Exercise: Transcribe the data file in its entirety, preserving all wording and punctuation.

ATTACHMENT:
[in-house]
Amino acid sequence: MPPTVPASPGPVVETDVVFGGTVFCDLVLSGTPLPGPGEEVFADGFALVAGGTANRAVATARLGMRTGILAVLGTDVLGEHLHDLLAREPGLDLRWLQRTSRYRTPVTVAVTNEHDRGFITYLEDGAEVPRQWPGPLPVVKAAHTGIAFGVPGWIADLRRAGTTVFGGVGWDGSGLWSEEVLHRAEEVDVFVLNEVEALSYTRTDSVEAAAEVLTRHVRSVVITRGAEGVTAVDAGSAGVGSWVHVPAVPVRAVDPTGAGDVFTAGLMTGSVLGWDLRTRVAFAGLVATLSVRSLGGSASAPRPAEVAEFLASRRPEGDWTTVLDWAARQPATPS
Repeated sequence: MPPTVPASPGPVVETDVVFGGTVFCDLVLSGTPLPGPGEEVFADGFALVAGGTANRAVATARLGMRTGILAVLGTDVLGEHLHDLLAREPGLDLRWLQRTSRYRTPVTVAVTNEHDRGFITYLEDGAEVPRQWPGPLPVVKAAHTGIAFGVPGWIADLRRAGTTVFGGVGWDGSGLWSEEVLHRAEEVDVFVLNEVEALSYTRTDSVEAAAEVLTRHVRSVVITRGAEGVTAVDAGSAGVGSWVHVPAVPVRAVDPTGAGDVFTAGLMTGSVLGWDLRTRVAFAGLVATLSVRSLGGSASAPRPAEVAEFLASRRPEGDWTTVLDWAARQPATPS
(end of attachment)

[in-house]
Amino acid sequence: MPPTVPASPGPVVETDVVFGGTVFCDLVLSGTPLPGPGEEVFADGFALVAGGTANRAVATARLGMRTGILAVLGTDVLGEHLHDLLAREPGLDLRWLQRTSRYRTPVTVAVTNEHDRGFITYLEDGAEVPRQWPGPLPVVKAAHTGIAFGVPGWIADLRRAGTTVFGGVGWDGSGLWSEEVLHRAEEVDVFVLNEVEALSYTRTDSVEAAAEVLTRHVRSVVITRGAEGVTAVDAGSAGVGSWVHVPAVPVRAVDPTGAGDVFTAGLMTGSVLGWDLRTRVAFAGLVATLSVRSLGGSASAPRPAEVAEFLASRRPEGDWTTVLDWAARQPATPS
Repeated sequence: MPPTVPASPGPVVETDVVFGGTVFCDLVLSGTPLPGPGEEVFADGFALVAGGTANRAVATARLGMRTGILAVLGTDVLGEHLHDLLAREPGLDLRWLQRTSRYRTPVTVAVTNEHDRGFITYLEDGAEVPRQWPGPLPVVKAAHTGIAFGVPGWIADLRRAGTTVFGGVGWDGSGLWSEEVLHRAEEVDVFVLNEVEALSYTRTDSVEAAAEVLTRHVRSVVITRGAEGVTAVDAGSAGVGSWVHVPAVPVRAVDPTGAGDVFTAGLMTGSVLGWDLRTRVAFAGLVATLSVRSLGGSASAPRPAEVAEFLASRRPEGDWTTVLDWAARQPATPS